Researchers Identifying Second Gene Mutation Linking To HIV Resistance

According to the study, researchers identifying second gene mutation linking to HIV resistance. A rare genetic mutation that causes a form of muscular dystrophy affecting the limbs also protects against HIV infection. The newly-discovered mutation concerns the Transportin 3 gene (TNPO3) and is far more rare. It was identified several years ago among members of a family in Spain who were suffering from type 1F limb-girdle muscular dystrophy.

But HIV researchers were interesting in the same gene because it playing a role in transporting the virus inside cells. They then got in touch with geneticists in Madrid; who took blood samples from those family members and infecting the blood with HIV revealing a welcome surprise. The lymphocytes white blood cells that are an important part of the immune system; of people with the rare muscular illness were naturally resistant to HIV.

Gene mutation linking

HIV is among the most studied viruses, adding however that much remaining to be learning; such as why five percent of patients who are infecting do not develop AIDS. There are mechanisms of resistance to infection that are very poorly understanding. TNPO3 has been described as a key factor in the infection by the human immunodeficiency virus (HIV-1), the causative agent of AIDS.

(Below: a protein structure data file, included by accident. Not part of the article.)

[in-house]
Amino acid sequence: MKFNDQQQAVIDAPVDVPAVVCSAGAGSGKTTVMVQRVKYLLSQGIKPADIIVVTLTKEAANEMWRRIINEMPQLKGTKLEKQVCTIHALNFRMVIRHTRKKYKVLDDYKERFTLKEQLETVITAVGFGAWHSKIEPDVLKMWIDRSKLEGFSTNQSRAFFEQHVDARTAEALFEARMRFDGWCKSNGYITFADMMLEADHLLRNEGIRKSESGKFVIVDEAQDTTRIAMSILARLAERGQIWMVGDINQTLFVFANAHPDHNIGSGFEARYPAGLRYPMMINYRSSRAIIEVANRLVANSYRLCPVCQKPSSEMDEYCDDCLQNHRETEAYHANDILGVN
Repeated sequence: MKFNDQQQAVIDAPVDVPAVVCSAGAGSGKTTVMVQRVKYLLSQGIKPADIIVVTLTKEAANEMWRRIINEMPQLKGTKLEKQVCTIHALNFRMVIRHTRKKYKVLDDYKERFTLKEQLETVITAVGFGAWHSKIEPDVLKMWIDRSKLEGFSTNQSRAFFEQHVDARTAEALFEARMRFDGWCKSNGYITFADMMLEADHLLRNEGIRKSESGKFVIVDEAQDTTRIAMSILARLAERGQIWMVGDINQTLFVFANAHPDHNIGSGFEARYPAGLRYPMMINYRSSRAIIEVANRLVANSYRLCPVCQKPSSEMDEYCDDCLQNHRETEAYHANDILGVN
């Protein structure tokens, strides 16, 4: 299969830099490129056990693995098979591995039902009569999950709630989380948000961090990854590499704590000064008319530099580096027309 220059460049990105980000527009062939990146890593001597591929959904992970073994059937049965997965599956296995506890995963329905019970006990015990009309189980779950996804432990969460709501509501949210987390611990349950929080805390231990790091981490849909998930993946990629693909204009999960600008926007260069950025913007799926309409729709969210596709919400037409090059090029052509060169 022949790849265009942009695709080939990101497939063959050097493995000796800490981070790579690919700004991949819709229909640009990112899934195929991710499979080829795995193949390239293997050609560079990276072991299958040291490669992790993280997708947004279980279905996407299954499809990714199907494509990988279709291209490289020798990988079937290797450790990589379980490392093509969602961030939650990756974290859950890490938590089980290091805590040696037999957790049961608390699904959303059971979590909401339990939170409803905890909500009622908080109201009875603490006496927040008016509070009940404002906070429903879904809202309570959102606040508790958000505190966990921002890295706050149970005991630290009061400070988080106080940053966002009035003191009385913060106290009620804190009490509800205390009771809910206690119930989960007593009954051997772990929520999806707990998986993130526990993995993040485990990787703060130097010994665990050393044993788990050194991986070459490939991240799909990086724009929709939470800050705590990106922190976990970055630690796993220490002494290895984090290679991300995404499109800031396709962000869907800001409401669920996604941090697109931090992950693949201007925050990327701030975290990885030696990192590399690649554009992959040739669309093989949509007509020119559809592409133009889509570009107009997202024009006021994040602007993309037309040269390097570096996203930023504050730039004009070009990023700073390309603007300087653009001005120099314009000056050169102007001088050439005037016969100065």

Viral entry depends on fusion of viral and cellular membranes through successive interactions with CD4 receptor combined with CXC chemokine receptor type 4 (CXCR4) or CC chemokine receptor type 5 (CCR5). Once the core is releasing into the cytosol; the reverse transcriptase converts the viral RNA genome into a double-stranded copy DNA (cDNA) and the capsid (CA) uncoating process is initiating.

Heterozygous single nucleotide

But LGMD1F patients show a heterozygous single nucleotide deletion in the TNPO3 gene that generating a TNPO3 mut protein. Our results demonstrate that cells from patients with this mutation; in TNPO3 are resistant to HIV-1 infection in vitro. We are facing with an in vivo situation in which the genetic defect; that causes this rare disease confers resistance to HIV infection.

Therefore, TNPO3mutation represents a natural model to understand the pathogenesis of both diseases. But cells from LGMD1F patients can be using to understand the mechanisms of action of TNPO3 in HIV infection; and to design new therapeutic strategies for the treatment of both diseases. The use of HIV-1 as a methodological tool will permit a better understanding of the physiopathological mechanisms derived from the mutation; in TNPO3 that causes the muscle disease.